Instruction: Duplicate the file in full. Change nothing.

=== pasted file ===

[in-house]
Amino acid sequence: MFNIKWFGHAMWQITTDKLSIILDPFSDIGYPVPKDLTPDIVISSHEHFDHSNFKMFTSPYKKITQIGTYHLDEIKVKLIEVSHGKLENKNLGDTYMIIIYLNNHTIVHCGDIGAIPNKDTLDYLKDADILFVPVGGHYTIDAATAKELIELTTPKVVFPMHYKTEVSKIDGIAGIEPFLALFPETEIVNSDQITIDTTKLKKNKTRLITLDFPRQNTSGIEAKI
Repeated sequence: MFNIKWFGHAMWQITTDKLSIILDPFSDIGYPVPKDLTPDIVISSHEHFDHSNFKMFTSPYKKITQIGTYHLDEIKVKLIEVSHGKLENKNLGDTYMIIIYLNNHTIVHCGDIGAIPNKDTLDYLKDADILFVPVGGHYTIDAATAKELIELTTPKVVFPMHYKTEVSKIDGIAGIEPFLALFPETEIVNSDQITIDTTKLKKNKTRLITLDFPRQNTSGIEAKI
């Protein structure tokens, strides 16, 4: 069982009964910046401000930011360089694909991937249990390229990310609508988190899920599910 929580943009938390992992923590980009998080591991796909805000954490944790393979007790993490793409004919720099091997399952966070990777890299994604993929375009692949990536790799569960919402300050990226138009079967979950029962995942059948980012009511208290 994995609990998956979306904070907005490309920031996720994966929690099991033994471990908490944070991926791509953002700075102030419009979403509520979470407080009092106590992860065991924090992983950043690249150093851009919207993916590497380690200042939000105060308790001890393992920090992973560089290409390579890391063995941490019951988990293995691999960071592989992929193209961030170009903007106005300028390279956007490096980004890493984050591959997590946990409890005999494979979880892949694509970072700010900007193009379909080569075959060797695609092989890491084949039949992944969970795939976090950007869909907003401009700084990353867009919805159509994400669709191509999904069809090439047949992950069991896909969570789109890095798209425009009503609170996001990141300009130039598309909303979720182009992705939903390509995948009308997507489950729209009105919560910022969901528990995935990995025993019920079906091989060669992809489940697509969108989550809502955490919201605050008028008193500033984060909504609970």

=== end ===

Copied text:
[in-house]
Amino acid sequence: MFNIKWFGHAMWQITTDKLSIILDPFSDIGYPVPKDLTPDIVISSHEHFDHSNFKMFTSPYKKITQIGTYHLDEIKVKLIEVSHGKLENKNLGDTYMIIIYLNNHTIVHCGDIGAIPNKDTLDYLKDADILFVPVGGHYTIDAATAKELIELTTPKVVFPMHYKTEVSKIDGIAGIEPFLALFPETEIVNSDQITIDTTKLKKNKTRLITLDFPRQNTSGIEAKI
Repeated sequence: MFNIKWFGHAMWQITTDKLSIILDPFSDIGYPVPKDLTPDIVISSHEHFDHSNFKMFTSPYKKITQIGTYHLDEIKVKLIEVSHGKLENKNLGDTYMIIIYLNNHTIVHCGDIGAIPNKDTLDYLKDADILFVPVGGHYTIDAATAKELIELTTPKVVFPMHYKTEVSKIDGIAGIEPFLALFPETEIVNSDQITIDTTKLKKNKTRLITLDFPRQNTSGIEAKI
């Protein structure tokens, strides 16, 4: 069982009964910046401000930011360089694909991937249990390229990310609508988190899920599910 929580943009938390992992923590980009998080591991796909805000954490944790393979007790993490793409004919720099091997399952966070990777890299994604993929375009692949990536790799569960919402300050990226138009079967979950029962995942059948980012009511208290 994995609990998956979306904070907005490309920031996720994966929690099991033994471990908490944070991926791509953002700075102030419009979403509520979470407080009092106590992860065991924090992983950043690249150093851009919207993916590497380690200042939000105060308790001890393992920090992973560089290409390579890391063995941490019951988990293995691999960071592989992929193209961030170009903007106005300028390279956007490096980004890493984050591959997590946990409890005999494979979880892949694509970072700010900007193009379909080569075959060797695609092989890491084949039949992944969970795939976090950007869909907003401009700084990353867009919805159509994400669709191509999904069809090439047949992950069991896909969570789109890095798209425009009503609170996001990141300009130039598309909303979720182009992705939903390509995948009308997507489950729209009105919560910022969901528990995935990995025993019920079906091989060669992809489940697509969108989550809502955490919201605050008028008193500033984060909504609970």